In FIG. 8, the support stent 10 is self-expanding. In other embodiments, however, the support stent may not be self-expanding. In such embodiments, the support stent can be made of a suitable ductile material, such as stainless steel. In addition, a mechanism for expanding the support stent can be included as part of the delivery system 100. For example, the support stent can be disposed around a balloon of a balloon catheter in a compressed state. The balloon catheter can have a shaft that is interior to the inner catheter 118. Because the stent 10 is not self-expanding, the distal end portion of the guide catheter 102 need not extend over the compressed support stent. During delivery of the support stent, the support stent, balloon catheter, inner catheter 118, and stent delivery catheter 108 can be advanced from the distal end of the guide catheter 102. The balloon portion of the balloon catheter can be inflated, causing the support stent to expand. The balloon portion can subsequently be deflated and the balloon catheter withdrawn into the delivery system 100 to remove the balloon from the interior of the support stent while the support stent remains connected to the inner catheter for positioning of the support stent. The delivery of the support stent otherwise proceeds as in the illustrated embodiment using the self-expanding support stent 10.

FIG. 9 shows an introducer sheath 220 passing into the left ventricle through a puncture 222 and over a guidewire 224 that extends upward through the aortic valve 210. The surgeon locates a distal tip 221 of the introducer sheath 220 just to the inflow side of the aortic valve 210. The position of the introducer sheath 220 relative to the aortic valve 210, as well as the position of other elements of the system, can be monitored using radiopaque markers and fluoroscopy, or using other imaging systems.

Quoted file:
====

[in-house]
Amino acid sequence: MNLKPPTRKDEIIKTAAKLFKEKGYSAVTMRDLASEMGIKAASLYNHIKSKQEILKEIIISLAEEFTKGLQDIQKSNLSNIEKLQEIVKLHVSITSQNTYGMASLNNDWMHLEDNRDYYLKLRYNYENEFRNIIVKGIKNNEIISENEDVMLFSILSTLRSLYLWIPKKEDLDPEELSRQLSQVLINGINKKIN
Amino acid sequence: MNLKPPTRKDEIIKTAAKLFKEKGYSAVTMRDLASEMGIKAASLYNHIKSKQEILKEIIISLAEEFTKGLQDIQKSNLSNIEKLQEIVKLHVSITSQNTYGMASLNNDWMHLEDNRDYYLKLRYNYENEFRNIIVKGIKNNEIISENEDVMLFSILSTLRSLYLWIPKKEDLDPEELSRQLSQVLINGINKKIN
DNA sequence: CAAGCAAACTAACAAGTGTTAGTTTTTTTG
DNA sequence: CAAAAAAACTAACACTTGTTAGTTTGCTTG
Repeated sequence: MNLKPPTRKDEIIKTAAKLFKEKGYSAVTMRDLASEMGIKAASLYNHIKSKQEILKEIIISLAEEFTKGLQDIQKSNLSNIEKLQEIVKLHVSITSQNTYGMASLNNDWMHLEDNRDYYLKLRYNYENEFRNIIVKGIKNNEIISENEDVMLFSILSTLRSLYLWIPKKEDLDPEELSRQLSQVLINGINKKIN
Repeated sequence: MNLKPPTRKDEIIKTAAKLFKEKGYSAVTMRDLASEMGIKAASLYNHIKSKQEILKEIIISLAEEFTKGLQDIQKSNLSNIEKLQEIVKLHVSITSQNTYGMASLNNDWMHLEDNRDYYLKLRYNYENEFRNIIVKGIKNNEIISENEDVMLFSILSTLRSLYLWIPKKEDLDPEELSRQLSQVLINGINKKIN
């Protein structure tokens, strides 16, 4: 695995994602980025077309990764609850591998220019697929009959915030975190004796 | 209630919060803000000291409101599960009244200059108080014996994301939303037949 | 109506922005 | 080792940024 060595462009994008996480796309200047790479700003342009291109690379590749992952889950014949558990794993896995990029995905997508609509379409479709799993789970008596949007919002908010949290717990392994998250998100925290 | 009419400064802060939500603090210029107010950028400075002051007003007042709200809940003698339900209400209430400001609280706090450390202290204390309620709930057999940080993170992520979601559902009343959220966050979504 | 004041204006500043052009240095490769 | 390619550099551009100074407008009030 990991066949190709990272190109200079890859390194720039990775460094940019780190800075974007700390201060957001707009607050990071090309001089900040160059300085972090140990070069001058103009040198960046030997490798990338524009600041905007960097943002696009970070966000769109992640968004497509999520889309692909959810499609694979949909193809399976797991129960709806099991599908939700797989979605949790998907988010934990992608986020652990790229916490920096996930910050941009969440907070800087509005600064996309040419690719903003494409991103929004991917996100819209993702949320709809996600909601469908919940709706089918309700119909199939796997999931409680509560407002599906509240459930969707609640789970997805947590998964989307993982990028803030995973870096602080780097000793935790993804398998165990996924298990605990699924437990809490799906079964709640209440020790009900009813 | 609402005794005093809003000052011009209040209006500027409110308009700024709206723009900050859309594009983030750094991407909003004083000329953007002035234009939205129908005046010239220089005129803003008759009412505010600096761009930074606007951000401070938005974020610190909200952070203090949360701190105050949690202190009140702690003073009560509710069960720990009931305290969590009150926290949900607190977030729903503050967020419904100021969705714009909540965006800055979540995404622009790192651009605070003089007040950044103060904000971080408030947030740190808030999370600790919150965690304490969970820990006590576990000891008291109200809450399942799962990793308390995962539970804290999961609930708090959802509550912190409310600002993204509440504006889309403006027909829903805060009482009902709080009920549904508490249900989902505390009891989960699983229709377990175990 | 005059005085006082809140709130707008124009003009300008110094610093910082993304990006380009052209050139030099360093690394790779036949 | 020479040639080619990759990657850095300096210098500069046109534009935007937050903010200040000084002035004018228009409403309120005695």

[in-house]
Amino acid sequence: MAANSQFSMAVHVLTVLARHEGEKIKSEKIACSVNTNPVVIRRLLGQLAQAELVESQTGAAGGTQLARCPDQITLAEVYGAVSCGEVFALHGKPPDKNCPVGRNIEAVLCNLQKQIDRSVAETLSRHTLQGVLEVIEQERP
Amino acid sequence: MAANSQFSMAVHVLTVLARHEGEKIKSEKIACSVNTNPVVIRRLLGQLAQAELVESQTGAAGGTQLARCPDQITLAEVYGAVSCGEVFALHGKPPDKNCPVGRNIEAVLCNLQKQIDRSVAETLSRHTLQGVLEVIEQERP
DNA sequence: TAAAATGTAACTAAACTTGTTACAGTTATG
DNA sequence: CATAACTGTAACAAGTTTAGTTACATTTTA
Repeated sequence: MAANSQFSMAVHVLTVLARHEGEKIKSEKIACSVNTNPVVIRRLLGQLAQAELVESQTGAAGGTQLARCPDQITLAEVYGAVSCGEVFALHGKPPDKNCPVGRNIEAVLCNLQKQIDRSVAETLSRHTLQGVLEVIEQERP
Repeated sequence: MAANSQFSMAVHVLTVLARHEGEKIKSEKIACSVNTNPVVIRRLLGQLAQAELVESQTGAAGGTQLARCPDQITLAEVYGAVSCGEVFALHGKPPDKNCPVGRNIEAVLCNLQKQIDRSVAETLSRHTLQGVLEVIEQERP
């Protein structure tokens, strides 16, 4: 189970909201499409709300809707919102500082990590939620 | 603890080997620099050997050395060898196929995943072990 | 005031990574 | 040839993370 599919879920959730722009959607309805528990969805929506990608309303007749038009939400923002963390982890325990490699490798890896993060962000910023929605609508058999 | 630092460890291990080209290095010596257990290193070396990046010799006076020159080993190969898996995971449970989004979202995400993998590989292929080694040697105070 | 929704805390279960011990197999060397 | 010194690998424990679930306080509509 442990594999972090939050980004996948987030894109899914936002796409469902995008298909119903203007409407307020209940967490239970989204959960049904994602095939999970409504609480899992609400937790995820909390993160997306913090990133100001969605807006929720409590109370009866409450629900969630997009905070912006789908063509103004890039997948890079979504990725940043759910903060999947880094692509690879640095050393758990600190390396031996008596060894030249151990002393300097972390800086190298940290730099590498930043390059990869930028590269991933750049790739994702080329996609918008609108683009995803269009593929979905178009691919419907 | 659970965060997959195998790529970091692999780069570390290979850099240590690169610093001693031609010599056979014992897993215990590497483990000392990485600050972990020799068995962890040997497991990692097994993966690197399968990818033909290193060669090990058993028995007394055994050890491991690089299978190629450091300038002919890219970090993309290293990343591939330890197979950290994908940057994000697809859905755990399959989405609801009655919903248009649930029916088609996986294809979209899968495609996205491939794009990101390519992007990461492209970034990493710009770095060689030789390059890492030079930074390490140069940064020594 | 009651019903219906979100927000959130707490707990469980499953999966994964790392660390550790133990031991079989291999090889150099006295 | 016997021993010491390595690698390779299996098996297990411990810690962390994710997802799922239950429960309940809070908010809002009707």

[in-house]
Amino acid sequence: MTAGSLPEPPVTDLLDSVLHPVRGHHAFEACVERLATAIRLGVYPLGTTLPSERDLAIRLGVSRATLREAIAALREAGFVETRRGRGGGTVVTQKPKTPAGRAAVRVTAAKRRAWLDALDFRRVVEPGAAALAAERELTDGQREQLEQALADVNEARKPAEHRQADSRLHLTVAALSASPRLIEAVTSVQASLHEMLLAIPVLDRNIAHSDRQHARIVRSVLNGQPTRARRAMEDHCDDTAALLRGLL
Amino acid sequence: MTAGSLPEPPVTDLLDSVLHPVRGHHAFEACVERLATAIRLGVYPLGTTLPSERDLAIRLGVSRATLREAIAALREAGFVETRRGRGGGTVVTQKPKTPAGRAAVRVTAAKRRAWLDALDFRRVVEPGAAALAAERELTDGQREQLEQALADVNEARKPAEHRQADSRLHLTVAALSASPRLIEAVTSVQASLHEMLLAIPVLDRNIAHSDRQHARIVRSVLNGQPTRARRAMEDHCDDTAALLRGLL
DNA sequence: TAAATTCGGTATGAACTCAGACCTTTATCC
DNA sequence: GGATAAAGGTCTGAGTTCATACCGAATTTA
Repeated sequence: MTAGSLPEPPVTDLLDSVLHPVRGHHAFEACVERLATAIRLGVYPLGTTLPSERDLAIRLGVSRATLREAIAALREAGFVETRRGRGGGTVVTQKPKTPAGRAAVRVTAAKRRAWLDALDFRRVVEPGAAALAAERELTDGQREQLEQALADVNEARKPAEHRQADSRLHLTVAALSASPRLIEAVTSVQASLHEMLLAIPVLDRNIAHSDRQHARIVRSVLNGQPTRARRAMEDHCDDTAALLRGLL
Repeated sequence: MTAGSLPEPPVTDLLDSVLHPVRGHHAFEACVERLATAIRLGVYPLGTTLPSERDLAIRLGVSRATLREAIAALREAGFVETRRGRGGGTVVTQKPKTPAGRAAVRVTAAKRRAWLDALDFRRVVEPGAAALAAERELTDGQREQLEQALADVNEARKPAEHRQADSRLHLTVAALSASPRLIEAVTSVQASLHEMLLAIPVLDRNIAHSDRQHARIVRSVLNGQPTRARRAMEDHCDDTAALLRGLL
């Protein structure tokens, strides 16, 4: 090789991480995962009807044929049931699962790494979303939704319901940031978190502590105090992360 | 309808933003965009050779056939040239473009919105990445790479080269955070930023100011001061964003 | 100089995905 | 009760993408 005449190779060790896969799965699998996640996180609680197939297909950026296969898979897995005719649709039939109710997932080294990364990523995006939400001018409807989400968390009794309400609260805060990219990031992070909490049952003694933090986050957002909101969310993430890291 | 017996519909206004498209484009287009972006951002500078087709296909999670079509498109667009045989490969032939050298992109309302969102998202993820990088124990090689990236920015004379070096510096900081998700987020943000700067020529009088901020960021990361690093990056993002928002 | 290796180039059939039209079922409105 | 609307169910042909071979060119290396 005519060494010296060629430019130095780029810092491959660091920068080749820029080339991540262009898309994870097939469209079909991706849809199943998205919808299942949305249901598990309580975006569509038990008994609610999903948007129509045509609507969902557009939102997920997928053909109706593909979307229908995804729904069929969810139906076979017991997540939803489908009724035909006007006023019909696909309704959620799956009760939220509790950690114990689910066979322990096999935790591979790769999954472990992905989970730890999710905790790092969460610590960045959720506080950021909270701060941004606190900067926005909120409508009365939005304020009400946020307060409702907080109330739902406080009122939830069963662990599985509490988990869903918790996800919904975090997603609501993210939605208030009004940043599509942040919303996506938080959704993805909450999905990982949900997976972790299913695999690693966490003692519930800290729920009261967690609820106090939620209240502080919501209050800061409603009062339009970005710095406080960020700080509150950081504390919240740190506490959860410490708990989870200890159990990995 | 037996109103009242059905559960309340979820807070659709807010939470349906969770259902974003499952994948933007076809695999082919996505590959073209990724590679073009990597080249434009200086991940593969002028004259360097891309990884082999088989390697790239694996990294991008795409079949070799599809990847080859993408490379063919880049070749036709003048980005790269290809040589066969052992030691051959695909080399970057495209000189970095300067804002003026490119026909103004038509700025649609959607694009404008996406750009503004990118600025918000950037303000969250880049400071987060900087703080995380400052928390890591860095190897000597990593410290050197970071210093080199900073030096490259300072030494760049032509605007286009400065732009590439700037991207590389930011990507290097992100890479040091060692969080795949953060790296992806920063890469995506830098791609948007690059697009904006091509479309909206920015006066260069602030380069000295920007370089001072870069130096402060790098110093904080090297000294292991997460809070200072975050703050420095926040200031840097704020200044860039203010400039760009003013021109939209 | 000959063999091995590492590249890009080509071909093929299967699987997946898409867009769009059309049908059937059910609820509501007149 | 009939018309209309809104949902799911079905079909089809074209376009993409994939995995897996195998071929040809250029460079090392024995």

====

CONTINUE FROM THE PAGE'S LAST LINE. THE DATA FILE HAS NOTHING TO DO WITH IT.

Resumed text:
FIG. 10 shows the advancement of the balloon catheter 230 over the guidewire 224 and through the introducer sheath 220. Ultimately, as seen in FIG. 11, the THV 250 is located at the aortic annulus and between the native aortic leaflets. FIG. 11 also illustrates retraction of the introducer sheath 220 from its more distal position in FIG. 10. Radiopaque markers may be provided on the distal end of the introducer sheath 220 to more accurately determine its position relative to the valve 210 and balloon 232. In order to better illustrate the components of the delivery system for the THV, FIGS. 10-11 do not show the front third of the support stent 10 or the corresponding outer and inner prong of the outer fork and the inner fork, respectively. Furthermore, for purpose of illustrating the relative position of the support stent 10 on the THV 250, FIGS. 12-13 show the front third of the support stent 10 and the front of the THV 250, but do not show the portions of the native heart valve that would be secured by the front of the support stent 10. It is to be understood, however, that a corresponding leaflet of the native heart valve would be secured between the support stent 10 and the THV 250.